Elvis Week brings the ‘King of Rock ’n Roll’ back to life
by Bettie Marlowe Banner Staff Writer and William Wright Lifestyles Editor
Aug 17, 2014 | 900 views | 0 0 comments | 10 10 recommendations | email to a friend | print
Elvis Week
Elvis impersonator Helmut Lotti, from Belgium, above, posed with Frank and Corene Smith on their front porch — where Elvis practiced playing the guitar with Smith.
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After thousands of fans gathered for Elvis Week and held the annual Candlelight Vigil at Graceland on Saturday, along with the Ultimate Elvis Tribute Artist Contest in Memphis, one might think “Elvis has left the building.”

Not so. All things Elvis continue to turn up around Elvis Week and after, including a new multimedia tablet tour of the home-turned-museum using iPads and iBeacon technology, narrated by actor John Stamos.

Although there have been many tributes to the King of Rock ’n Roll over the years, Gordon Stoker of the Jordanaires, the group who worked with Elvis 13 years, gave a fitting tribute that summed up the life of Elvis. Stoker said, “His life began in the most humble surrounds, but Elvis had that great advantage of growing up in a family full of love for each other.” He ended the tribute with: “For him it was a long hard road from ‘Tupelo to Graceland.’ He seldom found contentment for himself, but made millions happy with his music.”

Elvis Presley’s last Cadillac was among 72 items auctioned on Aug. 14 at Graceland during Elvis Week. The items are being offered from third-party collectors. Among the items being auctioned are Presley’s signature on a library card; a 1976 Cadillac Seville that Graceland says is the last one Presley purchased for his personal use; Presley’s copy of the original script for his first movie, “Love Me Tender”; a 1969 Las Vegas show agreement; a 1975 Martin D-28 guitar; and a gemstone, diamond and gold lion mask pendant and chain worn by Presley when he met President Richard Nixon at the White House.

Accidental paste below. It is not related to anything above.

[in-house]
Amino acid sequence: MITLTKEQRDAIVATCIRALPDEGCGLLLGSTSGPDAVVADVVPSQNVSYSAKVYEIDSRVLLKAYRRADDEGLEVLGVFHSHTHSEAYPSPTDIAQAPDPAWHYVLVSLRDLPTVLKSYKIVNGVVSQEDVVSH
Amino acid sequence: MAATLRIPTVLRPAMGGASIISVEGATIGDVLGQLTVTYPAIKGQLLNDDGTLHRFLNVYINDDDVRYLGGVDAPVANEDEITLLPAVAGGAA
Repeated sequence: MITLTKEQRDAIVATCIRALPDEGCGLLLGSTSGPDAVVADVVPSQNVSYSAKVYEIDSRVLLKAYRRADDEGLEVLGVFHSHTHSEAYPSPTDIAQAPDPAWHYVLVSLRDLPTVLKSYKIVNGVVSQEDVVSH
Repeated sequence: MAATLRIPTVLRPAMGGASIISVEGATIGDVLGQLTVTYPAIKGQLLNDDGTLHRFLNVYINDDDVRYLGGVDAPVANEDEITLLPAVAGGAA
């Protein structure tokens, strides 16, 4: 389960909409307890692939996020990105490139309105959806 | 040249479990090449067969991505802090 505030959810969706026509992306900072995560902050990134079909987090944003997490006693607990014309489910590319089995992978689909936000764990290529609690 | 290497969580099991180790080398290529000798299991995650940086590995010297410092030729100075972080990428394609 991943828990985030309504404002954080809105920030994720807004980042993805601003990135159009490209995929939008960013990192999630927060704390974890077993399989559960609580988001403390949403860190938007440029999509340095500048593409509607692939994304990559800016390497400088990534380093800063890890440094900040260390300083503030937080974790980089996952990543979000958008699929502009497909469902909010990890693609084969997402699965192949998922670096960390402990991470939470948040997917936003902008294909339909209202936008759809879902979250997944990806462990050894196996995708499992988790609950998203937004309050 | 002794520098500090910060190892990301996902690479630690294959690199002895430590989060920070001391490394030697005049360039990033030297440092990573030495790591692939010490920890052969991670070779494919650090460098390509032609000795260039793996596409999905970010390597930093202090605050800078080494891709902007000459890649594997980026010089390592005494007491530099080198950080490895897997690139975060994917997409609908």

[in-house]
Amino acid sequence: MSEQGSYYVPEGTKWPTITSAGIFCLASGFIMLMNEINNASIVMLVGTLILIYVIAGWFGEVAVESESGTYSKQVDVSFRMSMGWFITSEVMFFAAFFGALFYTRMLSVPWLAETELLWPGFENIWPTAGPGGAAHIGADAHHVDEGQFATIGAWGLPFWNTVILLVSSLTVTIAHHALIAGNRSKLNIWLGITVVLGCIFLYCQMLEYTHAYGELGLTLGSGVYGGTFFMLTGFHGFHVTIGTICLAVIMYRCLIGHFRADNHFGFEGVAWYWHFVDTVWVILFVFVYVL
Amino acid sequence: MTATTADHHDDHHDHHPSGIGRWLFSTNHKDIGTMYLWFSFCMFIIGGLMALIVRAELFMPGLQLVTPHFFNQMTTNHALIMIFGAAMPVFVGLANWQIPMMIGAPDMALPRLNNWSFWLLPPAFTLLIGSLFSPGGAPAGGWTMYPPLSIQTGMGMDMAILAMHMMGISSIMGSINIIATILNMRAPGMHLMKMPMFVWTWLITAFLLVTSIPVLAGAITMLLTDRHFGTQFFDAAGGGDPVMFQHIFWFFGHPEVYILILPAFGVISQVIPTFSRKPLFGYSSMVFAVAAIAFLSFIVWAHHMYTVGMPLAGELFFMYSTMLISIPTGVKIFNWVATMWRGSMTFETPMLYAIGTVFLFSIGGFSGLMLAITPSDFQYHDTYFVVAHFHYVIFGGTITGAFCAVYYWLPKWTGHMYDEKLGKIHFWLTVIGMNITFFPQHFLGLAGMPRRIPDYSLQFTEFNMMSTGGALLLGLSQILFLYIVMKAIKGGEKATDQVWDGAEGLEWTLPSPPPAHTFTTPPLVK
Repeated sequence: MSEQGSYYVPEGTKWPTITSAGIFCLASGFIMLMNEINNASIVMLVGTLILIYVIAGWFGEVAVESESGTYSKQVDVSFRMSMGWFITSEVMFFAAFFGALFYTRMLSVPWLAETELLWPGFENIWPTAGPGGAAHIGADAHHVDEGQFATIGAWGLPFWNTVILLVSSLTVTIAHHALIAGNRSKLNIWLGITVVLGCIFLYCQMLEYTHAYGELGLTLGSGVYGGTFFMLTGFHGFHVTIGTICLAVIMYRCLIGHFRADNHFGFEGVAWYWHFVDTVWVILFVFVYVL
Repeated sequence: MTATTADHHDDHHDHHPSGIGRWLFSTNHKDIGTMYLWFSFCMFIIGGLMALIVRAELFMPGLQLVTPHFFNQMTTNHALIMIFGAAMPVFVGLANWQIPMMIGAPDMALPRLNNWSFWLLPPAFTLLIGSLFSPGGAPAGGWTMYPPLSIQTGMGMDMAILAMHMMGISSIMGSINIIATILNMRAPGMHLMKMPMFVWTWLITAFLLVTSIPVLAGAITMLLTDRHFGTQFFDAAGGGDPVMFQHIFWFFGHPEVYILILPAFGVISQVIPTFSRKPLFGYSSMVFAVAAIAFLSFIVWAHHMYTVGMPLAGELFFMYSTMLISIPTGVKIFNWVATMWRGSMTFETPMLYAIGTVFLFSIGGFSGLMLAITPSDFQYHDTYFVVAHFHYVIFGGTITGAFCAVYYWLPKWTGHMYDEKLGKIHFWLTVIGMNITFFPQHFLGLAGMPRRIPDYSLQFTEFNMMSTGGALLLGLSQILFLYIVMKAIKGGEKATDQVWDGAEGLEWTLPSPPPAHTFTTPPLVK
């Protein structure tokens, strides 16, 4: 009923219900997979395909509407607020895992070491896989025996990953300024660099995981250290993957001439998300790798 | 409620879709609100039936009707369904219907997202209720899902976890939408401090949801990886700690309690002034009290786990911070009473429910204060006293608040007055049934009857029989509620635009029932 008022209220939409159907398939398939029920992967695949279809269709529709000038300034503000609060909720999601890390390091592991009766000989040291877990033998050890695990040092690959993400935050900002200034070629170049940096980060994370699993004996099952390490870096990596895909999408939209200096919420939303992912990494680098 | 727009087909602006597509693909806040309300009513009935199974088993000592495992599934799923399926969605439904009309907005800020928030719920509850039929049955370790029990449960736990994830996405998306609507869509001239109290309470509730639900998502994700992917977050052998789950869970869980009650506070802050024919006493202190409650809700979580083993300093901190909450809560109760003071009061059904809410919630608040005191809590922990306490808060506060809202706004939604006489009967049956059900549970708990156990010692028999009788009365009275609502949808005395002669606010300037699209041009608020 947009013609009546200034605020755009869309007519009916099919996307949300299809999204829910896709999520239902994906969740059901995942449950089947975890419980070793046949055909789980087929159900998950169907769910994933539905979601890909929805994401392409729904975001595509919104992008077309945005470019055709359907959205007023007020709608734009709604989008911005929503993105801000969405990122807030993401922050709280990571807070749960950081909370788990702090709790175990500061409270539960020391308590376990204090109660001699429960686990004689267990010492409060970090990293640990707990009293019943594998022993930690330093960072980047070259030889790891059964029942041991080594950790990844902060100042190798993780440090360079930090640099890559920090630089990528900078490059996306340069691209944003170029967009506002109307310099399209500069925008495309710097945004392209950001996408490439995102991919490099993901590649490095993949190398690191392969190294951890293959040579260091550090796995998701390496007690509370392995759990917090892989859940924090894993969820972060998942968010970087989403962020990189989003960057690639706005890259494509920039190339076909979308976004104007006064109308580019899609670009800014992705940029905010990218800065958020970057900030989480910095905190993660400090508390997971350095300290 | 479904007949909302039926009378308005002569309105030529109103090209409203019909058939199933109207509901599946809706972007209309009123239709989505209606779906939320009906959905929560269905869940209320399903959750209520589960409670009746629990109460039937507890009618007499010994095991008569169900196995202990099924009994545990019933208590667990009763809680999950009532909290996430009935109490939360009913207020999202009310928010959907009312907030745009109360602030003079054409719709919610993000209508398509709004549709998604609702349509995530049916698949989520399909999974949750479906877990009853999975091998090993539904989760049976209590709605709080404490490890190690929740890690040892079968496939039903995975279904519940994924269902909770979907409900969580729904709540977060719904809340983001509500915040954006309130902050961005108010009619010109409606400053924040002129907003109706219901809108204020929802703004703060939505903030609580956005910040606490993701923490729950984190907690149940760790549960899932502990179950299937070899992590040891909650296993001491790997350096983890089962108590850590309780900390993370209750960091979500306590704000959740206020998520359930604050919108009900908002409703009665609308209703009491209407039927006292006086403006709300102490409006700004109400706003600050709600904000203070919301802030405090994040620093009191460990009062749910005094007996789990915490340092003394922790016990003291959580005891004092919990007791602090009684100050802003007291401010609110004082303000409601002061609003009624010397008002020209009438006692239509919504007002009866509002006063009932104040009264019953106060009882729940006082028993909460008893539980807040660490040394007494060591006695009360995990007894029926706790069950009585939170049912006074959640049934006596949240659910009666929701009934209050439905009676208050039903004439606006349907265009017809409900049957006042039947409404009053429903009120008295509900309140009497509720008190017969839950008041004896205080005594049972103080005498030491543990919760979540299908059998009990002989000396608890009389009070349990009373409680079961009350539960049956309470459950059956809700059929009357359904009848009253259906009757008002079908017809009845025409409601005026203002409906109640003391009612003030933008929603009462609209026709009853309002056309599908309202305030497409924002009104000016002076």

And now, plans are in the making for the building of a hotel at Graceland.

In 2003, as Frank Smith of Tupelo, Mississippi, watched the tribute to the late Elvis Presley on TV on what would have been Elvis’ 68th birthday, he remembered the little boy that used to run around the neighborhood.

“I listened to his voice as he sang and I thought, ‘He has a gift from God,’” Smith said. “It was unbelievable that I was that boy’s pastor.”

Vernon and Gladys Presley lived a couple of doors down the street from Corene Smith’s mother, Amelia Randall, when Elvis was born. Friends of the family were concerned because their first child had died, and they wanted this little boy to live and be all right. The Presleys started coming to church after that and Randall later was to be Elvis’ Sunday school teacher.

Just a young couple, Smith and his wife Corene, — he was 20 and she was 18 — had just started serving at the East Tupelo Assembly of God Church where the Presleys were members. The Smiths had only been married three years. Smith had been preaching five years. And he played the guitar and sang — inspiration for a little boy who loved music.

“Elvis was a boy — just a boy like any others of his age.”

He liked everyone and was friends with other young people — “especially the girls,” Smith remembered. One of the girls was Madelyn Morgan. As teenagers, the two even wrote out a marriage license.

“I think they got a real license — probably his parents’ — and wrote in their names,” Mrs. Smith recalls.